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Captives: Renting versus Owning—The Debate Continues

Donald Riggin | July 1, 2014

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For better or for worse, in the United States, the decision to form or participate in a captive is informed by external factors, the most prevalent of which is the US Internal Revenue Service (IRS).

If the prospective captive owner cannot meet minimum financial requirements, the question is moot; however, in most cases, if the stars align to suggest that a captive makes economic sense, those stars almost always include tax-deductible premiums and the captive's use of insurance accounting.

Risk Distribution

The most contentious tax-related issue today is the definition and interpretation of risk distribution. Also called risk sharing, a bona fide insurance company per the IRS requires that the captive insure a sufficient number of unrelated risks. Over the past few years, this has been the primary focus of IRS auditors. As the IRS has never provided a "bright line" test of whether or not risk distribution is present, captive owners and their advisers have relied on various interpretations of the relevant IRS "safe harbor" revenue rulings and court cases.

Onshore captives are under a very bright IRS spotlight. One of the obvious reasons for this is that onshore captives are relatively high-profile entities and are becoming very sophisticated operations, adding staff, and insuring a wide variety of risks heretofore considered uninsurable business risks. While single-parent captives, regardless of domicile, are not insurance companies per the IRS unless they satisfy one of the risk distribution tests, many captive owners treat their captives as though they were insurers, deducting their premiums from their income taxes.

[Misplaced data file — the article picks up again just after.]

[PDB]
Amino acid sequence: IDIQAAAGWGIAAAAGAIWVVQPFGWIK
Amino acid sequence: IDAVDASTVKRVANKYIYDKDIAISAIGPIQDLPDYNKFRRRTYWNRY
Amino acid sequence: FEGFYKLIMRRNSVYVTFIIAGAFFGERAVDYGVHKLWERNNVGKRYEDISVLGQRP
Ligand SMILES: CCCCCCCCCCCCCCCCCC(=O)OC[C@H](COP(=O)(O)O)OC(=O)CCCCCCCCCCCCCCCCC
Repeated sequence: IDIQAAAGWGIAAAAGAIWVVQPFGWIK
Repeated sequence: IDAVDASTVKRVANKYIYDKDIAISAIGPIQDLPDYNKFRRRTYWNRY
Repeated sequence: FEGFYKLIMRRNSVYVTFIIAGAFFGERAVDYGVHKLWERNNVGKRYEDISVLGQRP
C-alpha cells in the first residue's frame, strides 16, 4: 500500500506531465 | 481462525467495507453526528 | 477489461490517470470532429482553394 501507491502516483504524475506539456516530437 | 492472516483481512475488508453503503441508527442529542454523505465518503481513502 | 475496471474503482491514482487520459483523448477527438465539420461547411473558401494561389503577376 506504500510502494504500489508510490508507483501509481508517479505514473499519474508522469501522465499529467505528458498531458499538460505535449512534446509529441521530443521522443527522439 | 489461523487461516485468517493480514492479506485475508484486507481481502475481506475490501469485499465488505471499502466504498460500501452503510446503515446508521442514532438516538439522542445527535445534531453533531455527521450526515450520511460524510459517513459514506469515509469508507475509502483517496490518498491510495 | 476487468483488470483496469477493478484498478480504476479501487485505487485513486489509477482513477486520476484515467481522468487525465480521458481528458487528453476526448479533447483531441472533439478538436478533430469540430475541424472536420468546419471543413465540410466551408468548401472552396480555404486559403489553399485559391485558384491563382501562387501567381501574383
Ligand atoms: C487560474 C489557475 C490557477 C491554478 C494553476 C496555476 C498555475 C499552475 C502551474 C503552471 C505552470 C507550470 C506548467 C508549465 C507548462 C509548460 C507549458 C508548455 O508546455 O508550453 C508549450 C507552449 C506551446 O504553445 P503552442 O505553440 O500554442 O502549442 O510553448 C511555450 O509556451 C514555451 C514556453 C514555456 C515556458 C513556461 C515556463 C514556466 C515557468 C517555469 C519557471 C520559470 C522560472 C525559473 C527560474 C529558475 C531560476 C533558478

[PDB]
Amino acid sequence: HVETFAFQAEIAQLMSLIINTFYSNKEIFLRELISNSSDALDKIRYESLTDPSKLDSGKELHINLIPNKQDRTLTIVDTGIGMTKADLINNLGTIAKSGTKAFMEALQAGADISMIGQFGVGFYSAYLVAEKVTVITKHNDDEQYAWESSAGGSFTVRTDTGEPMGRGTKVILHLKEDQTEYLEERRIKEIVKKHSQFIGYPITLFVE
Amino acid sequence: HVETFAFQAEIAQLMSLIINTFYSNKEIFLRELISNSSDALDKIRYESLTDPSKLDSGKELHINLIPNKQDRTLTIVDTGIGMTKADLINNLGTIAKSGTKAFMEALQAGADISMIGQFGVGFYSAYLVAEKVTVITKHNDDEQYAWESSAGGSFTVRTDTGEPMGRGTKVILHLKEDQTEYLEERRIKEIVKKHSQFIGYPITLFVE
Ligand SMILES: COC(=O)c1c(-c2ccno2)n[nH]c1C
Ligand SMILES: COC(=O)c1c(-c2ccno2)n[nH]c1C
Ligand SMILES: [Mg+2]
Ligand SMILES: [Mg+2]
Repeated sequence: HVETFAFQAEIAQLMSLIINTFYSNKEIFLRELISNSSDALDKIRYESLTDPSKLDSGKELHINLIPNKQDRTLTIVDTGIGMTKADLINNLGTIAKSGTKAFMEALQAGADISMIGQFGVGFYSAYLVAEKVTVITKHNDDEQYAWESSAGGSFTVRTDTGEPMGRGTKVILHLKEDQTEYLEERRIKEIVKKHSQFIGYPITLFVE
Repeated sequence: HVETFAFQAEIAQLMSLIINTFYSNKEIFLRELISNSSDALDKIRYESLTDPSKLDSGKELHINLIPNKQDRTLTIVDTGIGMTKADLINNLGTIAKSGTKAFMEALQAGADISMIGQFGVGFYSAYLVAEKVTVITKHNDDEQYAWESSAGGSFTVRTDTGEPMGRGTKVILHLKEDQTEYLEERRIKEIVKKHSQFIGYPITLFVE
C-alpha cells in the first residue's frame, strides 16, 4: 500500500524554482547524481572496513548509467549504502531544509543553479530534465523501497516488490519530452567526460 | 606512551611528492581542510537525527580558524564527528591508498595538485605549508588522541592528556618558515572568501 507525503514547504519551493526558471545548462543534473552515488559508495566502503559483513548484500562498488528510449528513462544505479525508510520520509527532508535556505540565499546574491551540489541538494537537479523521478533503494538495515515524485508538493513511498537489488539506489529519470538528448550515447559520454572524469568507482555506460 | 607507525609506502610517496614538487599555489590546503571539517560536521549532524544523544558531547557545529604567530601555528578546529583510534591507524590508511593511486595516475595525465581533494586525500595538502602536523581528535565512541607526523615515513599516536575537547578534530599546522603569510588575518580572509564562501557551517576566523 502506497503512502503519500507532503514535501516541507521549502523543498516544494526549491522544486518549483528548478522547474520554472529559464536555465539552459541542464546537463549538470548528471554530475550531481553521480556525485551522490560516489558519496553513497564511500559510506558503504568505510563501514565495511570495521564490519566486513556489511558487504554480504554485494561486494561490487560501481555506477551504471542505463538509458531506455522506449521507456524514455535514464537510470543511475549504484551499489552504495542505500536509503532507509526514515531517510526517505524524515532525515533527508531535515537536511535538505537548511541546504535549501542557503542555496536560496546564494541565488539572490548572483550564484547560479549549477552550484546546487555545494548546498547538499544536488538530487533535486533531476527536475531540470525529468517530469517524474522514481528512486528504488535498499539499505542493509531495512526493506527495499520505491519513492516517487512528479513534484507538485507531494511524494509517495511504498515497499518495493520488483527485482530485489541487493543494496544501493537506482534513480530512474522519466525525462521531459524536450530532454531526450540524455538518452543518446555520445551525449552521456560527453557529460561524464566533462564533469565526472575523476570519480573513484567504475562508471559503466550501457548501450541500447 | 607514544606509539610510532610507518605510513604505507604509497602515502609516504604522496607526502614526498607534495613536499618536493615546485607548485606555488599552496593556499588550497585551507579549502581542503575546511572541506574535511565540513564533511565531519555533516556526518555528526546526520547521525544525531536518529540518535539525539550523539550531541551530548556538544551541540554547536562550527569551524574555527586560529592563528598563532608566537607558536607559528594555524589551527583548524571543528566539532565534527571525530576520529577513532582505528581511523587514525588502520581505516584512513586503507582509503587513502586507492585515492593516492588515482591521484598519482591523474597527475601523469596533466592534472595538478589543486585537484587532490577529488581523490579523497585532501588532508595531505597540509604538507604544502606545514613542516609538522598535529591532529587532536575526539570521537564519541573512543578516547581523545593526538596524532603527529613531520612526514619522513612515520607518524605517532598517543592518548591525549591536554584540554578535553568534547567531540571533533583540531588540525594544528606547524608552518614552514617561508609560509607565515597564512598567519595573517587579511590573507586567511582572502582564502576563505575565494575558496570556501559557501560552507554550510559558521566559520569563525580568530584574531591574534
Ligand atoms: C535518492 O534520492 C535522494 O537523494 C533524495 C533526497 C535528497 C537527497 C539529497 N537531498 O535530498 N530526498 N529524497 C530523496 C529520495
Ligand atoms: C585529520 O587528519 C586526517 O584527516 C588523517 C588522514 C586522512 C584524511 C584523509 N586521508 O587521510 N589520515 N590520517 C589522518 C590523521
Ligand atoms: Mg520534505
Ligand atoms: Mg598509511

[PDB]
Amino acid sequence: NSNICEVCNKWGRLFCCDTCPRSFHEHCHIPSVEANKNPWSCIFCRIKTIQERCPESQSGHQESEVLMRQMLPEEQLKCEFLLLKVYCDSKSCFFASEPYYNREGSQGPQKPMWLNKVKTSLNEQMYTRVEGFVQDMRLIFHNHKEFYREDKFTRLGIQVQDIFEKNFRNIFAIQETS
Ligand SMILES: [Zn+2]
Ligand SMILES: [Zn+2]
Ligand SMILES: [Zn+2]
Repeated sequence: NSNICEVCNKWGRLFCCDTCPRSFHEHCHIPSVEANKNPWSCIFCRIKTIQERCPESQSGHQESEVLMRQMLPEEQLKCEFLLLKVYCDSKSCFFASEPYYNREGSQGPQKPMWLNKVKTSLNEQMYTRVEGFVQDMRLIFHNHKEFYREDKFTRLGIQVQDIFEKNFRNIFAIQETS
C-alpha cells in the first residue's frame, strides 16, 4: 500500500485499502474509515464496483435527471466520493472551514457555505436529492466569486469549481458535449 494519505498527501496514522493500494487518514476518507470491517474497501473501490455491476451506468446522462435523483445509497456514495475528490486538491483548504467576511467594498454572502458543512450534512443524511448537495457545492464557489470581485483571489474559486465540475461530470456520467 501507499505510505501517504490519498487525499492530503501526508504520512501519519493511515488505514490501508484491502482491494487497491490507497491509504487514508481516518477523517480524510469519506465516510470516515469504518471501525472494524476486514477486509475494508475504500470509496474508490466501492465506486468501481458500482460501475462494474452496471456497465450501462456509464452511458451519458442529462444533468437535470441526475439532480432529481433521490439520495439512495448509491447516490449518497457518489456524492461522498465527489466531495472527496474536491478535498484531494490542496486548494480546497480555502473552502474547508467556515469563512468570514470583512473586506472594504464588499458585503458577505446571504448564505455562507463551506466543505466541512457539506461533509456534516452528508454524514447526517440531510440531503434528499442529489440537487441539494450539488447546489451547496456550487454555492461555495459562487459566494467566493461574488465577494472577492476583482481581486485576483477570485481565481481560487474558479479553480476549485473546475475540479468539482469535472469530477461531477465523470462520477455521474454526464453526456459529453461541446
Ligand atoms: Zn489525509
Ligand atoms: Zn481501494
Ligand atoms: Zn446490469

To the uninitiated, one of the assumed benefits of onshore captives is the fact that they are onshore and not domiciled in some tropical island paradise with little or no effective financial regulation. This state of affairs was, to a large extent, true decades ago, but in those days, there were no onshore captive domiciles. (Vermont was the first, established in 1981.) Clearly, we have come a very long way since the days of renegade offshore tax havens, but there are some very good reasons why onshore captive owners should seriously consider moving to an offshore domicile and into a cell captive.

Cell Captives

The cell captive was first legislated in Guernsey in 1997 and has provided a relatively less expensive, and some argue more efficient, alternative to single-parent equity captives. A cell captive provides the domicile, the license, a small amount of capital, and the legal structure in which to create a group or single-parent captive. The major difference between a cell captive and a single-parent captive is that someone else owns the cell captive. The captive "parent" might own the cell's assets, but it does not own the captive.

So, what are we talking about? We're talking about significantly reducing an onshore single-parent captive's visibility to US tax and regulatory authorities by moving offshore, into someone else's cell captive. Gone are the concerns about the efficacy of offshore regulatory regimes. Domiciles such as the Cayman Islands and Bermuda offer highly sophisticated environments, as evidenced by the hundreds of captives in each domicile.

Losing Control

One of the strongest arguments for the establishment of wholly owned single-parent captives is the notion of control. The parent has effective control over the captive's governance, financial decisions, and utilization. Cell captives, on the other hand, allow the cell residents no control over these important areas but, if structured properly, provide a relatively low profile from a tax and regulatory perspective. Either a "properly structured" cell captive provides a mechanism for risk distribution, or its ownership structure places the cell company outside of the IRS's jurisdiction.

Is moving to a cell captive worth relinquishing control? Not only does a cell captive reduce the captive's profile today, but it also maintains the low profile regarding any future tax or regulatory changes that may imperil the economic viability of onshore captives.